Often, the lens of whiteness that white people speak and form their opinions through is enough to have Black people deciding we simply need our own spaces.
More from Fox 6:
School of Law Dean Danielle Holley later secretly recorded a Zoom meeting she called with Newman and McGahee, during which she suggested Newman transfer to another school, accusing him of racially harassing classmates, according to the allegations.
During a digital town hall attended by 300 participants to discuss controversies surrounding Newman, Holley allegedly characterized Newman’s letters as “disturbing in every sense of the word,” according to the suit. She allegedly blocked him from using several functions to try and speak up in his defense, even disabling the chat function and turning off his camera.
Holley and Newman wound up filing simultaneous complaints, with Holley accusing Newman of “continual harassment of member [sic] of the Howard Law community, and disturbance of the learning environment at the School of Law.” At the same time, Newman claimed Holley had perpetuated “threats,” “discrimination” and a “hostile academic environment.”
In a panel reviewing Holley’s complaint, the school determined that Newman was “responsible” and ruled that he should be expelled.
It probably didn’t help Newman’s case much that Black students became aware that Newman had previously tweeted a picture of a whipped slave that included the caption, “But we don’t know what he did before the picture was taken,” which, according to the lawsuit, Newman defended by claiming it was meant to mock people who “attempt to explain away videos of police brutality by claiming the victim must have committed wrongdoing before the video started.”
Newman claimed in the lawsuit that he suffered “depression, anxiety and suicidal thoughts” as a result of “public ostracism, vilification and humiliation.” The suit also claims the university’s Global Head of Diversity Recruiting, Reggie McGahee, told Newman he had become the most hated student McGahee had seen during his tenure at the university. Even if it’s true that Newman was that hated by Black students, it’s very unlikely that’s the case solely because of some ill-advised remarks about Black voters.)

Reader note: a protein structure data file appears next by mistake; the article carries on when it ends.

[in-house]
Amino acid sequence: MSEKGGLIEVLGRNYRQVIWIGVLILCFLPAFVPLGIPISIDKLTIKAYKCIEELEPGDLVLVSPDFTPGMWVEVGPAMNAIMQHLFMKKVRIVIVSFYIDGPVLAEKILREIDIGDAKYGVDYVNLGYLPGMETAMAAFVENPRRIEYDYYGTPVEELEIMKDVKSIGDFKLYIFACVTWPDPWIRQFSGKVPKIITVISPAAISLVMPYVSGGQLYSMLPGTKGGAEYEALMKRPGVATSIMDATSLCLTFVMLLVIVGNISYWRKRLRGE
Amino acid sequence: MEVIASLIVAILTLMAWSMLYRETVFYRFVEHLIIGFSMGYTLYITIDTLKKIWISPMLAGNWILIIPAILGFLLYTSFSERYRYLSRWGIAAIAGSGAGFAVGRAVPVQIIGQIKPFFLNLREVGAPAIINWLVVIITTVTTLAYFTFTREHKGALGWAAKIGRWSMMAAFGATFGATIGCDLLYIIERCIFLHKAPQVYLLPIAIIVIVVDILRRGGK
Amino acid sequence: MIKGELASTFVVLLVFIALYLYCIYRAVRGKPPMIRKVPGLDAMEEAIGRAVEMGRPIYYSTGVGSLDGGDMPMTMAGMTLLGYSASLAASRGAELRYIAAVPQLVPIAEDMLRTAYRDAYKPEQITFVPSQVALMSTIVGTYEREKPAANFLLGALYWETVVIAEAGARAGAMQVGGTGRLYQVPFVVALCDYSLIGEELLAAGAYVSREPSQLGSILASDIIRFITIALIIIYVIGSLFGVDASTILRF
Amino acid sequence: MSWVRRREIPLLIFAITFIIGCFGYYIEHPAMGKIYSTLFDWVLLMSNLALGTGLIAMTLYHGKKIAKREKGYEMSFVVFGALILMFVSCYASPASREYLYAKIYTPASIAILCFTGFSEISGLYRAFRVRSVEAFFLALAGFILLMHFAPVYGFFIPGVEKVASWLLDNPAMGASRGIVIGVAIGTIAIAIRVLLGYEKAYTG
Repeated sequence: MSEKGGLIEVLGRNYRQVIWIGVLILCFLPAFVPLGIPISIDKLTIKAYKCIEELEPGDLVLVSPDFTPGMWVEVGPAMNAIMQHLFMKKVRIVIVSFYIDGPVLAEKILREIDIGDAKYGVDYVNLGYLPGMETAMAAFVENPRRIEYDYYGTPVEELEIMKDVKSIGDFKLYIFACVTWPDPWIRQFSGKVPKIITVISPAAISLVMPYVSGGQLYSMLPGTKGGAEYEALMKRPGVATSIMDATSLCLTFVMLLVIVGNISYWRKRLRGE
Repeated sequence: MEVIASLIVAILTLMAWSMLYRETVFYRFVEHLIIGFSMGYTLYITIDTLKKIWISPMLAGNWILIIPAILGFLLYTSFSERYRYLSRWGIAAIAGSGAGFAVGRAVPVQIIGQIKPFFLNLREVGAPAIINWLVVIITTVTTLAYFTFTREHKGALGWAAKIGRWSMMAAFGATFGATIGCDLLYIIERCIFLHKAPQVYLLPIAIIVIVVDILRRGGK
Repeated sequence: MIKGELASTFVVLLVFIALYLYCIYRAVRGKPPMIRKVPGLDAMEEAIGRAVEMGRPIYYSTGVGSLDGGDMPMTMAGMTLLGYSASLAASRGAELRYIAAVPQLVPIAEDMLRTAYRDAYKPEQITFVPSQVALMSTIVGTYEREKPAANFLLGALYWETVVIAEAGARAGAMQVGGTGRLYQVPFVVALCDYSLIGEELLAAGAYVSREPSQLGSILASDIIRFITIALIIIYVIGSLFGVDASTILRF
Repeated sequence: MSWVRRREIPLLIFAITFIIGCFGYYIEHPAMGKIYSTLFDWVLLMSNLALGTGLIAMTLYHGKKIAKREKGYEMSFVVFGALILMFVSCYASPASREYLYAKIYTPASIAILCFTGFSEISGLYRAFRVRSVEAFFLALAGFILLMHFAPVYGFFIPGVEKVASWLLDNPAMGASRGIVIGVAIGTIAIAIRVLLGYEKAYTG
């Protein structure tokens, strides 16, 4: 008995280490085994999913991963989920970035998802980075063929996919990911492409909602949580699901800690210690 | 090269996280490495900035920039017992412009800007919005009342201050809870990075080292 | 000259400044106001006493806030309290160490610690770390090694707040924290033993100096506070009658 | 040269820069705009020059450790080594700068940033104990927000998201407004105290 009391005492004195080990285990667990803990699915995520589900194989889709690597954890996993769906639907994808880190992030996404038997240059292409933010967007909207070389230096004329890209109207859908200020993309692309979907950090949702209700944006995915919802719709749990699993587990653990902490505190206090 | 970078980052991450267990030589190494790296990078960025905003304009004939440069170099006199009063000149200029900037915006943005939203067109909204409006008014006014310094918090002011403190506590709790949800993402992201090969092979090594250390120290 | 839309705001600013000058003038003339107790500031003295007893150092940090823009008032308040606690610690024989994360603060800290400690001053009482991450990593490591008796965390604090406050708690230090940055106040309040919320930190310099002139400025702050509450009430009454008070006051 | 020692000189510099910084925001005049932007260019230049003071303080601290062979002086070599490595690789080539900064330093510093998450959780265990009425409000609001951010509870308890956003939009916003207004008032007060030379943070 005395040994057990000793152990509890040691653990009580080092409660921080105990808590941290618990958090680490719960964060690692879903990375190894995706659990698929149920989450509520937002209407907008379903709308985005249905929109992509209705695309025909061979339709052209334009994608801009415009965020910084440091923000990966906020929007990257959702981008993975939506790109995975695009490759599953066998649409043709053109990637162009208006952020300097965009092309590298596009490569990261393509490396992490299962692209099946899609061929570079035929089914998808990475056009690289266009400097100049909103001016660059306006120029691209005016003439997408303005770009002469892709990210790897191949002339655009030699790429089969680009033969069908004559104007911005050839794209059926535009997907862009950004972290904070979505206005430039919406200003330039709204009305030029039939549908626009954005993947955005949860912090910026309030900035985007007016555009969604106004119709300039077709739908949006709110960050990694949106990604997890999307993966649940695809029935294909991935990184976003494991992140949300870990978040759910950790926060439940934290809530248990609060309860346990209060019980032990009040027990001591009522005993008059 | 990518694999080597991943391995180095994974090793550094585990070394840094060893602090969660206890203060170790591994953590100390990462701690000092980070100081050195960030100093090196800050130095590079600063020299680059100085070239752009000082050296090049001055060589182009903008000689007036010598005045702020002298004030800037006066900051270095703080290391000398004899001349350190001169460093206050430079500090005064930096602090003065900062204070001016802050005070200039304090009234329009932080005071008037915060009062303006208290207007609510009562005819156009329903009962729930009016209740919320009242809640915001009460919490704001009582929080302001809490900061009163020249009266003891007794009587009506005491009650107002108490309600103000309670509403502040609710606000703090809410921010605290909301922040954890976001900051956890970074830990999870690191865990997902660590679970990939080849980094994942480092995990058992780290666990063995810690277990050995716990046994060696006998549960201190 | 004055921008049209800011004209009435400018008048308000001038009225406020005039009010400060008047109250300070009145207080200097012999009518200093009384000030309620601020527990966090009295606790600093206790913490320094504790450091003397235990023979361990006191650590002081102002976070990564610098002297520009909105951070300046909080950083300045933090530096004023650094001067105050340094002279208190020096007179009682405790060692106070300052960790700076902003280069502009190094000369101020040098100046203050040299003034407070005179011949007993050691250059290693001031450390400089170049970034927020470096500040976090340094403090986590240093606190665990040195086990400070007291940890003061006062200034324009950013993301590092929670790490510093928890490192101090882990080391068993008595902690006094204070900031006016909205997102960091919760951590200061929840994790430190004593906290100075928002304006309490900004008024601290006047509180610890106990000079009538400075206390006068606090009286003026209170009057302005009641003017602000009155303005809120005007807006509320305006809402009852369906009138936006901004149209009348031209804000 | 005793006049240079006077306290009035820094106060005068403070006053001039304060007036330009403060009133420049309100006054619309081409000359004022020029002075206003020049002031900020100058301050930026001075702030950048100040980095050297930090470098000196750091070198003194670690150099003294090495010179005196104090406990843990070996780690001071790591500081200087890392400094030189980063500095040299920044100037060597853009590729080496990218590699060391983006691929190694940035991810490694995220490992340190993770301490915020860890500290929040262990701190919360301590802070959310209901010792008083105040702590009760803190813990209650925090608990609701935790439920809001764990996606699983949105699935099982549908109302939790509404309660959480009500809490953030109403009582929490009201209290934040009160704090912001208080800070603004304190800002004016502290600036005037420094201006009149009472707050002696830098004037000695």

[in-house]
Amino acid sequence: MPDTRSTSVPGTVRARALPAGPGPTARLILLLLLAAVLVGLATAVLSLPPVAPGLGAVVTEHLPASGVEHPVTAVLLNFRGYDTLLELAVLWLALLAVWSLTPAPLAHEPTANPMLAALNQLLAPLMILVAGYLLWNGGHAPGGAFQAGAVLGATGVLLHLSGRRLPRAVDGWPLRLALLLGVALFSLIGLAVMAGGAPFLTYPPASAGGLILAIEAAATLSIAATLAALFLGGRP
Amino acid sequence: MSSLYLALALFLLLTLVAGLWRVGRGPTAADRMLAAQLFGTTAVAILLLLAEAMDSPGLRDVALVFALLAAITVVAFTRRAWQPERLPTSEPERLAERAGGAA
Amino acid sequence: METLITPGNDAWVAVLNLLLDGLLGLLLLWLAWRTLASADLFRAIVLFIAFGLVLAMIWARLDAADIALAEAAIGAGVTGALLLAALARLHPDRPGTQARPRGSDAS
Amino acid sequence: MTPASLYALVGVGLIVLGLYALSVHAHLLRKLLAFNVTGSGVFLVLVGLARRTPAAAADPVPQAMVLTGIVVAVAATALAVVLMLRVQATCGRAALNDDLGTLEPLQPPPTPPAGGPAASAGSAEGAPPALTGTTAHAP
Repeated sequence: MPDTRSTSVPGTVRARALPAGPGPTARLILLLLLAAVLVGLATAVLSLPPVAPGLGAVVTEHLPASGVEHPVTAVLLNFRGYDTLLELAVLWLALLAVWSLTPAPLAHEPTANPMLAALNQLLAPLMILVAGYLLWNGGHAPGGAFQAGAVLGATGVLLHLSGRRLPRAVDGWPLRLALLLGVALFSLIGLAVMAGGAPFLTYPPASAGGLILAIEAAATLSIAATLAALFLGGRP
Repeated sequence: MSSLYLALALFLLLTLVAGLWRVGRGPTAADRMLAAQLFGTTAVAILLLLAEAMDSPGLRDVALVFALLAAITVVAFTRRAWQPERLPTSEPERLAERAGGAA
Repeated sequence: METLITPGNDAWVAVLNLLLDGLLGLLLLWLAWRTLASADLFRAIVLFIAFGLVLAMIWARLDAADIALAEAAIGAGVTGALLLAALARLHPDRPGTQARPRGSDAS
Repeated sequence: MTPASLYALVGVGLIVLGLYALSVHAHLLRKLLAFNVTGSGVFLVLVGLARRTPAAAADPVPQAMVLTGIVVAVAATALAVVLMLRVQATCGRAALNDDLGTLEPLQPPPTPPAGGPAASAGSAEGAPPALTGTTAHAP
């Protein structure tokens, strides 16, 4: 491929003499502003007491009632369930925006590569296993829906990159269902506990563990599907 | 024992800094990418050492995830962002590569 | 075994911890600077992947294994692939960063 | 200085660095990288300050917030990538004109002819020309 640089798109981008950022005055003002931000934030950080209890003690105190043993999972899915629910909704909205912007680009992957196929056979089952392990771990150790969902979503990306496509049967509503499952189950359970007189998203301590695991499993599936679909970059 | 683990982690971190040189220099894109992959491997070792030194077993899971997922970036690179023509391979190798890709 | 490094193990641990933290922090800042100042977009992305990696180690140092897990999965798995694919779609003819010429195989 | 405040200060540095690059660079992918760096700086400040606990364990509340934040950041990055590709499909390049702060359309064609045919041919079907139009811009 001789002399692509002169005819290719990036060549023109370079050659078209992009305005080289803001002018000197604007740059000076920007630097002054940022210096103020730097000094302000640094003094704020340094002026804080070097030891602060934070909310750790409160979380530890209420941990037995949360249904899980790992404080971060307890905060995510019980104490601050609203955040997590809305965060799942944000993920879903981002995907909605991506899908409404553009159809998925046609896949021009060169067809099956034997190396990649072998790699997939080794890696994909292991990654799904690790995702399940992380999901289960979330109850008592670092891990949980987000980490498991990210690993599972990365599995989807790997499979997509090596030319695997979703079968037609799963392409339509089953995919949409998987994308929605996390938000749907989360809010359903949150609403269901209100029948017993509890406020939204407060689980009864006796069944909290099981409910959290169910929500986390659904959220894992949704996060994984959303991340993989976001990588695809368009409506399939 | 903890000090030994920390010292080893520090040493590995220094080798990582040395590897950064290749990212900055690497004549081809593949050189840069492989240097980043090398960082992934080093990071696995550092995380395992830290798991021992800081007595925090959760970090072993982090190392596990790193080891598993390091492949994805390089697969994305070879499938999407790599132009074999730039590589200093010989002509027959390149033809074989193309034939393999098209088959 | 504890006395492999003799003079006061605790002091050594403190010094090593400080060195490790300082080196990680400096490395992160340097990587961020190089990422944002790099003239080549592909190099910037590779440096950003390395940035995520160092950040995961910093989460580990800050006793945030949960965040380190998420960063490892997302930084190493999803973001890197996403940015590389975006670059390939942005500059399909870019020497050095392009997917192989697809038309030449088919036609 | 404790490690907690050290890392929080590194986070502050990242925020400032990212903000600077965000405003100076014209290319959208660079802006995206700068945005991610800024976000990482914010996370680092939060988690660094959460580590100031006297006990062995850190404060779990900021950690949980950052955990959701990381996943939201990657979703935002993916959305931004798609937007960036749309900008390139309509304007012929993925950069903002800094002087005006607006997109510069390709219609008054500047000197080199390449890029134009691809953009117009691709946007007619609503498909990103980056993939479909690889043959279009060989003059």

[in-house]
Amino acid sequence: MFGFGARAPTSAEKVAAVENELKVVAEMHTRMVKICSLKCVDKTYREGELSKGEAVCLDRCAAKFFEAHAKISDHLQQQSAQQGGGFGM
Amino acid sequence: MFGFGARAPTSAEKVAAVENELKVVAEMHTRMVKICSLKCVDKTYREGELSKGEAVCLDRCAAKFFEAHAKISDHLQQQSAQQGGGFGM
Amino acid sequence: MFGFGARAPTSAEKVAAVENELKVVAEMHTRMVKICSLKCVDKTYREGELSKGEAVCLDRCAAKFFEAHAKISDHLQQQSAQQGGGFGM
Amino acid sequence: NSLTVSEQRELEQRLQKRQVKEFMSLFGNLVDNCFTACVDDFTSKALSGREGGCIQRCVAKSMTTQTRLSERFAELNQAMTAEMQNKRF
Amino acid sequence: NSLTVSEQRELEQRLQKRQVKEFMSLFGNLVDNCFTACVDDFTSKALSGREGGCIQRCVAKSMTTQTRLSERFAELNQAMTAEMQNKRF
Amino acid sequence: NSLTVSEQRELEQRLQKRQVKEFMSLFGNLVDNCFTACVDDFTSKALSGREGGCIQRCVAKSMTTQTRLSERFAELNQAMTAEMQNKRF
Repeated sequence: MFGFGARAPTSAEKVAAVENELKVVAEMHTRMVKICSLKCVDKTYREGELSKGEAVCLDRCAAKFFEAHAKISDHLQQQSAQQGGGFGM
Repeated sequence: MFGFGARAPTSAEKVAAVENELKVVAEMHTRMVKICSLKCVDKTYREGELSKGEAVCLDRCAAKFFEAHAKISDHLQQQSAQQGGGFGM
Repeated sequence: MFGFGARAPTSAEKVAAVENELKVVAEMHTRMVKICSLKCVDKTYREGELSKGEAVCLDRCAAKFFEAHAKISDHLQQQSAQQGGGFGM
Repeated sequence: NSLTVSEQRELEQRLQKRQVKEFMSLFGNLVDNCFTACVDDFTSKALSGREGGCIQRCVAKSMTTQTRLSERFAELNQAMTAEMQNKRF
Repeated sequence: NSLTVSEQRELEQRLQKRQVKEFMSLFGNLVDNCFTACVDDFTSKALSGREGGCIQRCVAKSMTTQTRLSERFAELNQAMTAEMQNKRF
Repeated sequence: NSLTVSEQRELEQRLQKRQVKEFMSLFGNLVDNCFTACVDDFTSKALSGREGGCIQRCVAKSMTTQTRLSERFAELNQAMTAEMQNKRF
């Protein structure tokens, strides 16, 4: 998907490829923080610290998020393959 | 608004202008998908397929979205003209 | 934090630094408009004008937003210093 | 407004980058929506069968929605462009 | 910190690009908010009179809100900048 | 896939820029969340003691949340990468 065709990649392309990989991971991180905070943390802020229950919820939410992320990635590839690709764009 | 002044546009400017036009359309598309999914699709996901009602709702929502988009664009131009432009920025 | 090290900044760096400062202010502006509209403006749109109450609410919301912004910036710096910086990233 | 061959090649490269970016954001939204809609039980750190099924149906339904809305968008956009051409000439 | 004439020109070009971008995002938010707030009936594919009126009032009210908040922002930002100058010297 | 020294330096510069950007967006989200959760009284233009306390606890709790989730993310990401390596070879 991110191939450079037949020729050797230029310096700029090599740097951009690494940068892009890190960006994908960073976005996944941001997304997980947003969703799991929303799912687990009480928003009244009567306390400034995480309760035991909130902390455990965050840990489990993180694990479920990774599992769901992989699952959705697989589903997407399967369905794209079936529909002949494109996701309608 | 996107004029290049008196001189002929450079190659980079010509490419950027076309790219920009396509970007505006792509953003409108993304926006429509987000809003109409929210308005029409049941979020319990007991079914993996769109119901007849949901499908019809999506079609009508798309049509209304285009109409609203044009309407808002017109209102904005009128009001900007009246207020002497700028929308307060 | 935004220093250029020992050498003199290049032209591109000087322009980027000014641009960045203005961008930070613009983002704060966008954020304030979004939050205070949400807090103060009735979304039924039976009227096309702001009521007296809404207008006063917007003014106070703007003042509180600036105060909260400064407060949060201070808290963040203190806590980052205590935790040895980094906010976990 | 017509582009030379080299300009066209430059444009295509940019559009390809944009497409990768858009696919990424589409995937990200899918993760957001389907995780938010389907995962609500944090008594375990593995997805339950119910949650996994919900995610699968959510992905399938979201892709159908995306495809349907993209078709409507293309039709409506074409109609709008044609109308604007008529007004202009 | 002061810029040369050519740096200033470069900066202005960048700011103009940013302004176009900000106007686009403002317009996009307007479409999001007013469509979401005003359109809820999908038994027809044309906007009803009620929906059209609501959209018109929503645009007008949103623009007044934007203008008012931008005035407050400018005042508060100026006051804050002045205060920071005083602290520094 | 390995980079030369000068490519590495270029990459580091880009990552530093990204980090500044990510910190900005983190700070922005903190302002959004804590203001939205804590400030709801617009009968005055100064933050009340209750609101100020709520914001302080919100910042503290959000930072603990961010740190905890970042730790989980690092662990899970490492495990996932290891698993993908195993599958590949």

In fact, Frank Tramble, Vice President and Chief Communications Officer for Howard University, has vowed that the school will “vigorously defend itself in this lawsuit as the claims provide a one-sided and self-serving narrative of the events leading to the end of the student’s enrollment at the University.”
It’s worth noting that, according to Fox 6, Newman received a scholarship to attend Howard, because, despite white people’s claims that HBCUs are inherently racist because they exclude white people, the fact is white people can and do attend them and they even get minority scholarships in order to do so.
So, while Black colleges don’t actually exclude white people, it’s stories like this that fuel the belief that—well, maybe they should.
White People Are Becoming The Majority Of HBCU Students, Report Finds
White HBCU Student Says He Thought ‘There Would Be More Black People’